Washington set for inauguration: Ceremony to feature a ‘soft sensuality,’ as security is heightened and entertainers snub the event

Express News Global

Published: January 15, 2017


WASHINGTON, U.S. – With U.S. president elect Donald Trump’s inauguration looming on January 20, the list of speakers for the event has still not been locked down, along with a confirmation of all those who will attend.

Those, however, who will be in attendance are Bill and Hillary Clinton, as well as George W. and Laura Bush, and Jimmy Carter at the country 58th inauguration ceremony.

The speakers confirmed so far are Inauguration Day religious leaders, who will be reading from scripture and leading prayers, and among them is Pastor Paula White, one of Trump’s top spiritual advisors.

Deputy Communications Director for the Presidential Inaugural Committee Alex Stroman told NBC News “You’re going to see a shorter parade this year, probably about an hour and a half or so.”

“That’s probably a testament to this president’s willingness and eagerness to get to work for the American people.”

The day will begin with the customary morning worship service, followed by a procession to the Capitol, where outgoing President Barack Obama accompanies the president-elect.

Following this tradition, Mike Pence will be sworn in as vice president in the Senate chamber, followed by the president’s swearing-in ceremony on the west front of the Capitol building.

Trump as the new president then gives an inaugural address, after which he attends the inaugural luncheon, inaugural parade, and the evening’s inaugural balls.

The entire event could cost as much as $200 million, partially paid for by taxpayer money.

Thousands of people will descend on Washington to celebrate the swearing-in of the 45th president of the United States, in a parade, welcome concert, and a number of balls and galas.

Thomas J. Barrack, chairman of the Trump inaugural committee, confirmed that Obama has invited president-elect Trump and Melania to the White House for a coffee before the actual swearing-in and that they will ride together to the Capitol.

“The inauguration is going to be amazing. What we’re doing is trying to orient it toward the greatest tribute to America. The only peacetime transition of partisan power that ever happens this way. The focus for this president, since he is a celebrity, is really on the place, on the people. Martin Luther King Day is on Monday, which is going to be a great, epic start. There will be a series of events leading up to Thursday,” said Barrack.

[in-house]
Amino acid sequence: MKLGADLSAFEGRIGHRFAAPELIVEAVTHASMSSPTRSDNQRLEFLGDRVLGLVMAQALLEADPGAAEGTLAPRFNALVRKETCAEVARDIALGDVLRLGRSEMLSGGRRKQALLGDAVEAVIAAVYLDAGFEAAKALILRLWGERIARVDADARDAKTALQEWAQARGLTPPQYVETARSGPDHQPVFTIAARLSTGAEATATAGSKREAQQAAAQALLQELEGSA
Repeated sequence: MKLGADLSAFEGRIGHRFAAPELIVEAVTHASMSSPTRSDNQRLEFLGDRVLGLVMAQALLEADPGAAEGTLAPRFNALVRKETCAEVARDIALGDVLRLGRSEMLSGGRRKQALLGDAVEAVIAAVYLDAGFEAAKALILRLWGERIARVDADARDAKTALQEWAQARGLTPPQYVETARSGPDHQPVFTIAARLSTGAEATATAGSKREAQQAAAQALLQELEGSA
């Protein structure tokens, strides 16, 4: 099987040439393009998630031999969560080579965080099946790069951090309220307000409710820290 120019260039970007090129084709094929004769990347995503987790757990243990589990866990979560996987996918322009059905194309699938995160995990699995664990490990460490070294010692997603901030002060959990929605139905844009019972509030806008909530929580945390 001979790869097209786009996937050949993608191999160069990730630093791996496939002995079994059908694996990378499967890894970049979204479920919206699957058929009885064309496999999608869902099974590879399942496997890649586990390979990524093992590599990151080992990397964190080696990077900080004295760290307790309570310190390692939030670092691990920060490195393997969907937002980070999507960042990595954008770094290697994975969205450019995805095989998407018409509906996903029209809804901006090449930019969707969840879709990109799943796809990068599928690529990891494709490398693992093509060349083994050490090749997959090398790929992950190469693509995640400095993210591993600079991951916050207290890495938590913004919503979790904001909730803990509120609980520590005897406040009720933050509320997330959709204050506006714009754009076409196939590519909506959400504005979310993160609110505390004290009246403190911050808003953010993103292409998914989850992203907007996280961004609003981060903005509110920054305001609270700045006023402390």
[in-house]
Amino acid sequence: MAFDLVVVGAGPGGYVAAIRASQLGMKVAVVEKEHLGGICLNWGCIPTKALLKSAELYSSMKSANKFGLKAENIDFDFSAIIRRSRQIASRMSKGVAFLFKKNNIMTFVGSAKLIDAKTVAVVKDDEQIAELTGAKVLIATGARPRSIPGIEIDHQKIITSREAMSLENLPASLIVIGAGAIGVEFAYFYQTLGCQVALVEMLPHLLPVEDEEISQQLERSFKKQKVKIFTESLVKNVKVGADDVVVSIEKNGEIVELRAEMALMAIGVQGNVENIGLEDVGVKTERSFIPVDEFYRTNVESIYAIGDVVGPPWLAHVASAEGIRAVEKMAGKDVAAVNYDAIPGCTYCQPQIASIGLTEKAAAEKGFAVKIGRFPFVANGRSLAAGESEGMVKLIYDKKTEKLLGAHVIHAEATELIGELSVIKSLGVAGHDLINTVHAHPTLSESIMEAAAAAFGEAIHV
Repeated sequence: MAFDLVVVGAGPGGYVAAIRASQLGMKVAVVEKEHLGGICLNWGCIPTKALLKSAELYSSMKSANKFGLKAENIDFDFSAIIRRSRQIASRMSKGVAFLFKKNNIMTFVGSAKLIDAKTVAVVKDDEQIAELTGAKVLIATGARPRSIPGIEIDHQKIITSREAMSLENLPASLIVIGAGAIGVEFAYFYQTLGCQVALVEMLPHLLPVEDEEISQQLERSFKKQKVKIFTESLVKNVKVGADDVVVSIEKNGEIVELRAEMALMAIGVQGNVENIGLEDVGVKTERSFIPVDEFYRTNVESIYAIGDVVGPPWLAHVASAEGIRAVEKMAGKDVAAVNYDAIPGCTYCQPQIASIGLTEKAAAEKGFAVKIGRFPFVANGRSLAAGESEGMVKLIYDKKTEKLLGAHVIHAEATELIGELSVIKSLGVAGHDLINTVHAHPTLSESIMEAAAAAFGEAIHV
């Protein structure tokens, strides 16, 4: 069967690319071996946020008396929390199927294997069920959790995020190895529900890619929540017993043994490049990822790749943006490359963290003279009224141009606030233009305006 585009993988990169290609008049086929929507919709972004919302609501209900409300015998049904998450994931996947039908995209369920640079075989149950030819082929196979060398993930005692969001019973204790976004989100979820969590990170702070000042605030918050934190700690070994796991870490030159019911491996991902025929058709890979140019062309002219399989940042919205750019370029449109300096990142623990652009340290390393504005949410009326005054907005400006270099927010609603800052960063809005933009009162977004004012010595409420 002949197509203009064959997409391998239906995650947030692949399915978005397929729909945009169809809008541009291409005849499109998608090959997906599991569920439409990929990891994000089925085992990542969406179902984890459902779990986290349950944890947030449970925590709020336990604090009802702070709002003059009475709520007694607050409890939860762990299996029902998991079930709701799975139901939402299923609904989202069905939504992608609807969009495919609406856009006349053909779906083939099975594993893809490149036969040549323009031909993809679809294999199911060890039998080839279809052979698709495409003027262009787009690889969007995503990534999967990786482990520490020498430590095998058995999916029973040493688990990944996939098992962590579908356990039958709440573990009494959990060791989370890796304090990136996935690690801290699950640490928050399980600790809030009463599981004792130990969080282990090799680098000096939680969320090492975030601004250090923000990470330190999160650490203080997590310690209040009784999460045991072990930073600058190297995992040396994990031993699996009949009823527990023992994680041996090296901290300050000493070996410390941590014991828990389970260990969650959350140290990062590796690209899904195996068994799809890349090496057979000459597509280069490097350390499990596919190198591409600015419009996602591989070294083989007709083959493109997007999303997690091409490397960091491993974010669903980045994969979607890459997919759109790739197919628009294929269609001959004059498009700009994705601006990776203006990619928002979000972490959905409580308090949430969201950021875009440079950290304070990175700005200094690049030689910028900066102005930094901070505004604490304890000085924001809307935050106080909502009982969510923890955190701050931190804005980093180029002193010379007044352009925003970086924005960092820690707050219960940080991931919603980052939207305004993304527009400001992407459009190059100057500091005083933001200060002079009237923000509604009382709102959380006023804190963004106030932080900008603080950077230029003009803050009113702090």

Steve Ray, a Washington-based announcer who has worked with MLB’s Washington Nationals, will be the inauguration announcer.

Meanwhile, Washington souvenir shops and hotels are gearing for the inauguration. However, the mood is generally subdued.

“The mood is not as jovial, and there hasn’t been as much excitement as when Obama was elected,’ said one resident of the city.”I think a lot of people were taken aback in this area when Trump won.”

Trump’s job approval rating has dropped seven points to 37 percent over the past month, according to a poll by Quinnipiac University.

The president-elect’s favorability ratings are down seven points over the last 30 days.

The business tycoon who is soon to be president has already broken his own record for being the least popular president-elect in history. Respondents by a margin of 45 percent-34 percent believed that Trump would be a worse president than Obama.

“Soft sensuality”

Inauguration planner Tom Barrack told reporters on Tuesday that the ceremony will feature a “soft sensuality.”

“We’re fortunate in that we have the greatest celebrity in the world, which is the president-elect; side-by-side is the current president,” Barrack said.

Barrack, a longtime Trump friend, said the president-elect instructed him to make the swearing-in “about the people, not about him.”

“So what we’ve done instead of trying to surround him with what people consider A-listers, is we are going to surround him with the soft sensuality of the place. It’s a much more poetic cadence than having a circus-like celebration that’s a coronation.”

Barrack said the president-elect wanted his inauguration to be a unifying event and Trump would be “mostly abiding by tradition.”

“‘The campaign is over, I am now president for all the people,'” Barrack said, quoting Trump. “‘I want you to build a bridge and tie them back in. I was to heal the wounds and I want to get back to work on Saturday morning.'”

Barrack joked that his role in planning the inaugural event was the “worst job in America.”

“He gave the best job in America to all the bright people, he gave the party to me,” he said.

Trump was quoted in a New York Times report as saying, “We are going to have an unbelievable, perhaps record-setting turnout for the inauguration, and there will be plenty of movie and entertainment stars.”

Dress shortage lies

Ahead of his inauguration, the president-elect during an interview claimed, “All the dress shops are sold out in Washington,” due to what he forecast “perhaps a record-setting turnout for the inauguration.”

“We are going to have an unbelievable, perhaps record-setting turnout for the inauguration, and there will be plenty of movie and entertainment stars,” he said.